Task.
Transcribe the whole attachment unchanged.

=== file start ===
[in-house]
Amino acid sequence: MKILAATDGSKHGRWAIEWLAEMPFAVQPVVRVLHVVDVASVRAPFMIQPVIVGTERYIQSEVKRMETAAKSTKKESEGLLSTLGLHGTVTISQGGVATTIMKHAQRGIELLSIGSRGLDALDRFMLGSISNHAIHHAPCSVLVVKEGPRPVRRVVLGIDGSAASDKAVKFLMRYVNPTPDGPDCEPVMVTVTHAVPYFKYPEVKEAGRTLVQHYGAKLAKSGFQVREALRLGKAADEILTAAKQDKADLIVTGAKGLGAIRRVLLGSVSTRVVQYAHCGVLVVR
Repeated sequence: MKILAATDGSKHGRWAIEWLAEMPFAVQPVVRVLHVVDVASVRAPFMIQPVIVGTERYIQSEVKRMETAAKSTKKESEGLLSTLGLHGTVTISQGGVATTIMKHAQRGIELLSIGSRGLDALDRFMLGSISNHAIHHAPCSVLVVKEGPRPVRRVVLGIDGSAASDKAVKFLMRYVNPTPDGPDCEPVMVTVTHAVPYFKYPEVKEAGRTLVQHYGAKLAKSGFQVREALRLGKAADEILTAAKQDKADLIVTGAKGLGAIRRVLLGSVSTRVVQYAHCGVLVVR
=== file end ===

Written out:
[in-house]
Amino acid sequence: MKILAATDGSKHGRWAIEWLAEMPFAVQPVVRVLHVVDVASVRAPFMIQPVIVGTERYIQSEVKRMETAAKSTKKESEGLLSTLGLHGTVTISQGGVATTIMKHAQRGIELLSIGSRGLDALDRFMLGSISNHAIHHAPCSVLVVKEGPRPVRRVVLGIDGSAASDKAVKFLMRYVNPTPDGPDCEPVMVTVTHAVPYFKYPEVKEAGRTLVQHYGAKLAKSGFQVREALRLGKAADEILTAAKQDKADLIVTGAKGLGAIRRVLLGSVSTRVVQYAHCGVLVVR
Repeated sequence: MKILAATDGSKHGRWAIEWLAEMPFAVQPVVRVLHVVDVASVRAPFMIQPVIVGTERYIQSEVKRMETAAKSTKKESEGLLSTLGLHGTVTISQGGVATTIMKHAQRGIELLSIGSRGLDALDRFMLGSISNHAIHHAPCSVLVVKEGPRPVRRVVLGIDGSAASDKAVKFLMRYVNPTPDGPDCEPVMVTVTHAVPYFKYPEVKEAGRTLVQHYGAKLAKSGFQVREALRLGKAADEILTAAKQDKADLIVTGAKGLGAIRRVLLGSVSTRVVQYAHCGVLVVR